ILBS-201 is intended to provide intermediate and advanced bass students with the opportunity to closely study the style, technique, and writing of the legendary Jaco Pastorius. The semester will begin with early Jaco recordings, his first solo record, Weather Report, Joni Mitchell, and others. Students will have the opportunity to listen, analyze, and play songs, bass lines, and solos from each phase. The semester will progress with mid and then later recordings, always focusing on the more influential and monumental pieces. Video footage from both YouTube and Jaco's own instructional videos will be included. Students will develop grooves and compositions in Jaco's style.
The Music of Paul Chambers is a bass playing lab. This course is a study of the style of Paul Chambers's jazz bass performance. Through listening and analysis, practice, and performance, students will gain an understanding of the characteristics of the bass lines and solos that are the epitome of jazz bass. Often called The Bird of the Bass, Paul Chambers's playing is the cornerstone of countless classic recordings from the bebop era.
This course is intended to provide further study and advancement for students who have completed ILBS-110, Electric Bass for Non-Bass Principals. The course will begin with refining and developing technique and sound on the electric bass. Exercises involving arpeggios, scales, intervals, etc. are utilized to further develop fretboard knowledge and awareness. Four-part chords, scales, and modes will be introduced and used in bass line application. In addition, students will also learn basic slapping technique. Each week the bass line to a song will be learned and performed along with the recorded song.
A continuation of ILBS-111 and ILBS-112. Material presented will advance the concepts taught in those labs. The focus will be on out-of-class preparation of written examples as well as in-class sight-reading at an advanced level.
This course will examine the bass styles of James Jamerson, Carol Kaye, Jerry Jemmott, Chuck Rainey, Willie Weeks, Tommy Cogbill, Bob Babbitt, and David Hood, the bassists for Motown and Atlantic records during the 1960s and 1970s. Students will learn to play the original bass parts to hit songs from this music period. Students will then learn to create and play bass parts using this stylistic vocabulary/rhythm section technique over chord progressions in this style. Emphasis on tone and rhythmic feel will also be covered.
The student will study style, interpretation, and creativity, via performance of transcriptions and études from various artists in the metal style. Weekly lessons will consist of harmonic, rhythmic, and technical aspects of metal bass playing. Topics will include playing in odd meters, tapping, finger style, energy level, attitude, picking, slap, alternate tunings, and focus on economy of motion.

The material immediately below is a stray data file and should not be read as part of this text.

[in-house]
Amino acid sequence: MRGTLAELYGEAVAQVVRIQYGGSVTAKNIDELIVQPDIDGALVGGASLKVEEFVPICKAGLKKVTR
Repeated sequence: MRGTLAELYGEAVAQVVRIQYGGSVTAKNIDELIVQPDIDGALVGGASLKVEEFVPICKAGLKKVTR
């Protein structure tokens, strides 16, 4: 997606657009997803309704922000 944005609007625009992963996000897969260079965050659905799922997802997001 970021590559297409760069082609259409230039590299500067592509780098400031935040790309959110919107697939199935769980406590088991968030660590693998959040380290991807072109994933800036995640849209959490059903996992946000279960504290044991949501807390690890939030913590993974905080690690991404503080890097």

Continuation of ILBS-121. Instrumental lab for bass principals emphasizing the construction and performance of bass lines through standard chord progressions, using more demanding styles and approaches.
Continuation of ILBS-221. Instrumental lab for bass principals emphasizing the construction and performance of bass lines through standard chord progressions, using more demanding styles and approaches.
Development of the ability to grasp and maintain a tempo. Exercises including metronome games to improve accuracy and steady time while developing suppleness and flexibility to meet the wide array of rhythm section challenges found in contemporary, live, and studio environments.
A bass lab designed to develop familiarity and performance skills in the pop repertoire. Bass lines to a number of classic pop tunes will be learned, and the ability to transpose these lines to several other keys will be developed. Students will learn harmonic sequences that are frequently used in pop music styles, and will also develop interactive and communication skills by teaching new songs to the class.
A general overview and application of different types of knowledge applied to five- and six-string bass, including but not limited to different muting techniques, two- and three-octave scales, arpeggios, intervals, reading in positions, and also discussions on various neck widths, string closeness, pick-up placement, and bolt-on necks versus neck-through basses.
Development of working knowledge of funk styles for bass, including grooves, reading syncopated rhythms, developing a good sound with thumb slapping and popping, and importance of drum/bass concepts in contemporary rock and commercial styles.